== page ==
Aramco will retain a 51% stake in the new company.
EIG, which has invested more than $34 billion in energy and energy infrastructure, was the deal's underwriter and will work with Aramco in the coming days to decide on other parties for the consortium, a source familiar with the deal said.
Abu Dhabi state investor Mubadala is in discussions on being part of it, a spokesman said.
Aramco will retain operational control of the pipeline network and assume all operating and capital expense risk, the companies said. The deal will have no impact on Aramco's oil production.
Aramco will also offer so-called "staple financing" which the buyers can use to back their purchase, sources have told Reuters.
"We will continue to explore opportunities that underpin our strategy of long-term value creation," CEO Amin Nasser said.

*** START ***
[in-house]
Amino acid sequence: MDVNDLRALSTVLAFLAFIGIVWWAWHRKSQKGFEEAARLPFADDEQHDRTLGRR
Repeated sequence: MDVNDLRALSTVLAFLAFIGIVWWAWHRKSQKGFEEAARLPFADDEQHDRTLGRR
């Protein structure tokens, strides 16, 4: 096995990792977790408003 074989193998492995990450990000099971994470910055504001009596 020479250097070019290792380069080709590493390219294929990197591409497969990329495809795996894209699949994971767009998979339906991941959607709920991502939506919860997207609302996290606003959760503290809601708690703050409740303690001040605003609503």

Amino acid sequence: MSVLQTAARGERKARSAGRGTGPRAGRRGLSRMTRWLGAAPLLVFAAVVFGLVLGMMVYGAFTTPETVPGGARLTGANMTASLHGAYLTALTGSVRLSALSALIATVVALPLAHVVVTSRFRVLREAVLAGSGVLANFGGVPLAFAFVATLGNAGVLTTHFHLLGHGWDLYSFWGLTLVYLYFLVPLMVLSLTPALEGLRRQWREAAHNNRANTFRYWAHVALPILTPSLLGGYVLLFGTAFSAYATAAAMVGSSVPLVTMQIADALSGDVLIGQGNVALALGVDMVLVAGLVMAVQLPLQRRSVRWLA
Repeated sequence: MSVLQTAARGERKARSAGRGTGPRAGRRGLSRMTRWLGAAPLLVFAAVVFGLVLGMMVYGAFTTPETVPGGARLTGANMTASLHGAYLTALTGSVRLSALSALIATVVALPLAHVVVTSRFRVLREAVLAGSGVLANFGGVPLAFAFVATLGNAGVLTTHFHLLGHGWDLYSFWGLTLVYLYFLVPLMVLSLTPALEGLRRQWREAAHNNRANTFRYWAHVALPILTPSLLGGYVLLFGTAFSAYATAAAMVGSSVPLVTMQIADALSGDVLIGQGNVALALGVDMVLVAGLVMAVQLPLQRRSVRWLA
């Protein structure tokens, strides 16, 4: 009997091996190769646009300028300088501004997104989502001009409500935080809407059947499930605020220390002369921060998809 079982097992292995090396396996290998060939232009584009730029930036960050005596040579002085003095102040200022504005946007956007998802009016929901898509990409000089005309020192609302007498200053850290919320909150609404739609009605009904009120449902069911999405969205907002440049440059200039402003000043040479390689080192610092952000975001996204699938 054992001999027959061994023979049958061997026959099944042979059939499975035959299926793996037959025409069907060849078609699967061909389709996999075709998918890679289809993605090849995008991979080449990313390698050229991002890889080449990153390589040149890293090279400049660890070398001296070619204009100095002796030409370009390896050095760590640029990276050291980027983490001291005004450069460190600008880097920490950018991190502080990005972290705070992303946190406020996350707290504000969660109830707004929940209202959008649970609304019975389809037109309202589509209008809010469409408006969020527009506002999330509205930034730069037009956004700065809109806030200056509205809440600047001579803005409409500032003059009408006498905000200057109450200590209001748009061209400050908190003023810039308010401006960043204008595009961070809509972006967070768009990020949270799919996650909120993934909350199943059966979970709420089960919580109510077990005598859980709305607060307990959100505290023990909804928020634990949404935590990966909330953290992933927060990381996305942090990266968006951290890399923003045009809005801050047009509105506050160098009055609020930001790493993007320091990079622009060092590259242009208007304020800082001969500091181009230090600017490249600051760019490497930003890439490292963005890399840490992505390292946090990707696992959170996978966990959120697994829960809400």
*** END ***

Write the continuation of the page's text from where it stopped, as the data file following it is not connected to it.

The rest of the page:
Other bidders in the deal process included Apollo Global Management and New York-based Global Infrastructure Partners (GIP).
U.S. asset manager BlackRock and Canada's Brookfield Asset Management Inc stepped away from bidding, Reuters reported on April 6, citing sources familiar with the deal.
Abu Dhabi's National Oil Co (ADNOC) has signed similar deals over the last two years, raising billions of dollars through sale-and-leaseback agreements tied to its oil and gas pipelines.
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